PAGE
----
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This post is another except from Joy of Prayer. The following are three things that we should do if we want to obey God:
1. Find out what His commands are, what pleases Him, and what His will is. To discover these things we have to first search the scriptures. The vast majority of the will of God has already been revealed there showing us clearly what to do and what not to do. Where there is no clear teaching on a subject, if we continue our study and meditation, we may discover scriptural principles that will aid us, even Old Testament stories that will provide for us excellent examples. And all along the way, in our search for His will, lest we become weary in the work, God assures us that He will help us in finding it. Philippians 2:13 says, “…it is God who is at work in you, both to will and to work for His good pleasure.”
George Sweeting, in his book, How to Discover the will of God, reminds us that God has given us the mind of Christ (1 Corinthians 2:16). He says, “God is not a celestial dictator who wants to order every movement of our lives…He wants us to use our own sanctified, God-given common sense.” At times, he said, it is best to just go ahead and do the obvious thing instead of waiting and seeking Gods clear leading from scripture. George quotes from A.W. Tozar: “Except for those things that are specifically commanded or forbidden in scripture, it is God’s will that we be free to exercise our own intelligent choice…the man or woman who is wholly and joyously surrendered to Christ can’t make a wrong choice—any choice will be the right one.”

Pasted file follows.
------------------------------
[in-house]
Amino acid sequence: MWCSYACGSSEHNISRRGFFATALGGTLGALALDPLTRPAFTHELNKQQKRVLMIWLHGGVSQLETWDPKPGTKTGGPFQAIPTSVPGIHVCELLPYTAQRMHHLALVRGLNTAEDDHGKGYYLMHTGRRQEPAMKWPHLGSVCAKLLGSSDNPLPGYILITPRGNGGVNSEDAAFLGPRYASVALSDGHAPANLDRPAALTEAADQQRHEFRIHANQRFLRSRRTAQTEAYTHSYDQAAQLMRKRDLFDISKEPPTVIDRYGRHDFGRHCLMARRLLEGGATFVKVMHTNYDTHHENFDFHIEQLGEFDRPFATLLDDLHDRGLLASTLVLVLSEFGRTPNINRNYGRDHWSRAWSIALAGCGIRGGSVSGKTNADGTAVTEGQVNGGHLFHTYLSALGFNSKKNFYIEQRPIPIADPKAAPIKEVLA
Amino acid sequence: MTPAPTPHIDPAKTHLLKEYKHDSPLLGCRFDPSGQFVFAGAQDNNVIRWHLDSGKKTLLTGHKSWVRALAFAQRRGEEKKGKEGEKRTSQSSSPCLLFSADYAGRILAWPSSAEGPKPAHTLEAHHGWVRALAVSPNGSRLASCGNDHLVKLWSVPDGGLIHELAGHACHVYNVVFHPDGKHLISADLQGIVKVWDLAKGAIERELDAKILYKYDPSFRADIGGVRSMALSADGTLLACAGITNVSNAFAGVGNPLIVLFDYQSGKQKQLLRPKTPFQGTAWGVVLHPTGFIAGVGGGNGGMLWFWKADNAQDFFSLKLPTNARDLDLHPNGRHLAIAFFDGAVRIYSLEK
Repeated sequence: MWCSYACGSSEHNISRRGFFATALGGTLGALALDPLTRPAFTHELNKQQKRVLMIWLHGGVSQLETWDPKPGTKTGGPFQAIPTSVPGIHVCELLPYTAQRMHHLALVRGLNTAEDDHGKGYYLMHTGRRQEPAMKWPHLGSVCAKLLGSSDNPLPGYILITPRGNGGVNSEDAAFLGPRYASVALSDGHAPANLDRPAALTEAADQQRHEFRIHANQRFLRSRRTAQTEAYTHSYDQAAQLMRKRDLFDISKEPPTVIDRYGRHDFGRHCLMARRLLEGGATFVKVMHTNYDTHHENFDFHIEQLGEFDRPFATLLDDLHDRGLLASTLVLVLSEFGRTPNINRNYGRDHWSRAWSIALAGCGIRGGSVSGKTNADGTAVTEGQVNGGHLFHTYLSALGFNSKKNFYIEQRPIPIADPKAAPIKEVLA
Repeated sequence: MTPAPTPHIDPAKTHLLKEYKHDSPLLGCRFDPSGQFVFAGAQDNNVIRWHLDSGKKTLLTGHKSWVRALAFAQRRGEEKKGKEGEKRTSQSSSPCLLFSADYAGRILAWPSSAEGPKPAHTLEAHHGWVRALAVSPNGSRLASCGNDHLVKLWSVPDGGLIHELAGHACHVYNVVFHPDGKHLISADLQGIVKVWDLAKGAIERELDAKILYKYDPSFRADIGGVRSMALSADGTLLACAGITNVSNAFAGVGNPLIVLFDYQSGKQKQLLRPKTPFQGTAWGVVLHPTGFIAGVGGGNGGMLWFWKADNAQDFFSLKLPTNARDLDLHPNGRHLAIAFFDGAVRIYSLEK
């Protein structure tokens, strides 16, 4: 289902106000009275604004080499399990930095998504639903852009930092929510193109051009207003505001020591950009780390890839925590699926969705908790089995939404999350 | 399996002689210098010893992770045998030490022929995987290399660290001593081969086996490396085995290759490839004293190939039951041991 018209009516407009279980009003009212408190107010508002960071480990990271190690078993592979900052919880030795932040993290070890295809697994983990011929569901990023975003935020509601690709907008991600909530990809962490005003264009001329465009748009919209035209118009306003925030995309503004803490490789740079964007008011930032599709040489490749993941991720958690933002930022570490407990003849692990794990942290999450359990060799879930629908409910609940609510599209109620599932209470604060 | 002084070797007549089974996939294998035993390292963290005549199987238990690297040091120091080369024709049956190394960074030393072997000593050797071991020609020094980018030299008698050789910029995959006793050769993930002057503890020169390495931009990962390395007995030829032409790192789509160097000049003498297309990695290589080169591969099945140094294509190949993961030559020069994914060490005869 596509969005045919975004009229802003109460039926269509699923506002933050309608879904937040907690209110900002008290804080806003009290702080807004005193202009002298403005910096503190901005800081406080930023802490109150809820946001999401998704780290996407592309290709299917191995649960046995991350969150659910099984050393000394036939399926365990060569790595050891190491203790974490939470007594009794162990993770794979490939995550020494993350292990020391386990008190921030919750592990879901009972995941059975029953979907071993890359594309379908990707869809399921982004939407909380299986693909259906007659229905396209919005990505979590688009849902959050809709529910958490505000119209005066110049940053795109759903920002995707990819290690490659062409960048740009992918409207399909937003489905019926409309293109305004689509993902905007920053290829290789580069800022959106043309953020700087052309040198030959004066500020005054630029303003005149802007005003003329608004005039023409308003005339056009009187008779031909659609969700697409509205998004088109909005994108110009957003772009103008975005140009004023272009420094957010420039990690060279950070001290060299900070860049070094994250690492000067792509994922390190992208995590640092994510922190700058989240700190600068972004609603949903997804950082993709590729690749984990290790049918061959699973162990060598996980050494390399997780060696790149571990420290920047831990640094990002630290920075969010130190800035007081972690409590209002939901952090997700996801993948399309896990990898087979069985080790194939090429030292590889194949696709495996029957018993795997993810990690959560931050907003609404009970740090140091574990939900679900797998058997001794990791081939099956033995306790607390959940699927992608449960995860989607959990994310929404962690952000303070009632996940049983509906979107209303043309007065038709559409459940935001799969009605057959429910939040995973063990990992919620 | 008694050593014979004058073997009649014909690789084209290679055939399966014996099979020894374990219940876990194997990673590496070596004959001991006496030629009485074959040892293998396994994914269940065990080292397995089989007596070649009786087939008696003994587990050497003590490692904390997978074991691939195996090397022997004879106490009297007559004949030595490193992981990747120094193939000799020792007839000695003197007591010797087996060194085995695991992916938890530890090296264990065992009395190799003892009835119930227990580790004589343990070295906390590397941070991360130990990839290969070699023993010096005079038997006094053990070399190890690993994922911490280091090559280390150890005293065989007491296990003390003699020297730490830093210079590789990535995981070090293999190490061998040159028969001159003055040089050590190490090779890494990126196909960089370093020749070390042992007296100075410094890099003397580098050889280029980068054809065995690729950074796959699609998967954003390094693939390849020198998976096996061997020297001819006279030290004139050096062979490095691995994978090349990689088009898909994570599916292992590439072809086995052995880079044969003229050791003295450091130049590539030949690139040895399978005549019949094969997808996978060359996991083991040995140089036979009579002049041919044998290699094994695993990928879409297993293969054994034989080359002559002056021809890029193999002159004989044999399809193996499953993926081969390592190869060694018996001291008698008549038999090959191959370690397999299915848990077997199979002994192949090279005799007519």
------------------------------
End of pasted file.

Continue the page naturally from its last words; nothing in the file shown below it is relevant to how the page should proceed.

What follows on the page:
Also, in our search for God’s will, we should be always mindful that love to God and our neighbor is the ultimate command. As Jesus said in Matthew 22:40, “On these two commandments hang all the Law and the Prophets.”
Therefore, when we are pondering what His will is for us, we should consider that it will always be to love Him and others. His will will always include others—to esteem others better than ourselves; and to look out for the interests of others more than our own (Phil. 2:3-4).
In fact, Jesus requires us to love others as He has loved us. In John 15:12-13 Jesus said, “This is My commandment, that you love one another as I have loved you. Greater love has no one than this, than to lay down one’s life for his friends.” God’s will is clear to us in this passage. In all we do in our life we must be involved with people—to the point of laying down our lives for them as Jesus did for us.
A second thing we should do is…
2. Pray in the Spirit. Spirit-filled prayer is a necessary preparation for obedience. What I am talking about here is the Quiet Time prayer: the type of prayer that inclines the ear to listen to the Spirit (Jer. 7:24, 26). It is the kind of prayer that depends on the Holy Spirit and that patiently waits on Him for guidance.
We may recognize Him as being gentle and loving yet strong and compelling. Hence, when you quiet your heart before God in prayer and as you study His Word, His Spirit will gently and quietly urge you in a certain direction. This urging is like an inward compelling, a gentle pulling, and a quiet whisper to do a certain thing or to go a certain way. You will find that if you have made it a habit to study the Bible He will use those studied passages to direct you toward His will.